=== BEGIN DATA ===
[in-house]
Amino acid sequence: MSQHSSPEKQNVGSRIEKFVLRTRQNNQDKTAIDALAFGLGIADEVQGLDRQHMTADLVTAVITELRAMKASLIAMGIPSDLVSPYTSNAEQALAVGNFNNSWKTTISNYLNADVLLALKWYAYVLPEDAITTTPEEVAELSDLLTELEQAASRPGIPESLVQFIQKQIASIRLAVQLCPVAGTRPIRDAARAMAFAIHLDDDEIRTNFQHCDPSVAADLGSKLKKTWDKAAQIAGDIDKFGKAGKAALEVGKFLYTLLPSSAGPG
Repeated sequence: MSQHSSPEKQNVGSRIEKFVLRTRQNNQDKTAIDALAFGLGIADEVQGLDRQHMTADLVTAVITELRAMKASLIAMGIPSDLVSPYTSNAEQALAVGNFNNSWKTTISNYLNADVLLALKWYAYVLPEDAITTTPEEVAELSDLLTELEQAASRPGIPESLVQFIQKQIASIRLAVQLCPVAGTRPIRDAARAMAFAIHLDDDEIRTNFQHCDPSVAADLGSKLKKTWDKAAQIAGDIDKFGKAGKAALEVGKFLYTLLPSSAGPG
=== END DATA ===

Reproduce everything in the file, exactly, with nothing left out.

[in-house]
Amino acid sequence: MSQHSSPEKQNVGSRIEKFVLRTRQNNQDKTAIDALAFGLGIADEVQGLDRQHMTADLVTAVITELRAMKASLIAMGIPSDLVSPYTSNAEQALAVGNFNNSWKTTISNYLNADVLLALKWYAYVLPEDAITTTPEEVAELSDLLTELEQAASRPGIPESLVQFIQKQIASIRLAVQLCPVAGTRPIRDAARAMAFAIHLDDDEIRTNFQHCDPSVAADLGSKLKKTWDKAAQIAGDIDKFGKAGKAALEVGKFLYTLLPSSAGPG
Repeated sequence: MSQHSSPEKQNVGSRIEKFVLRTRQNNQDKTAIDALAFGLGIADEVQGLDRQHMTADLVTAVITELRAMKASLIAMGIPSDLVSPYTSNAEQALAVGNFNNSWKTTISNYLNADVLLALKWYAYVLPEDAITTTPEEVAELSDLLTELEQAASRPGIPESLVQFIQKQIASIRLAVQLCPVAGTRPIRDAARAMAFAIHLDDDEIRTNFQHCDPSVAADLGSKLKKTWDKAAQIAGDIDKFGKAGKAALEVGKFLYTLLPSSAGPG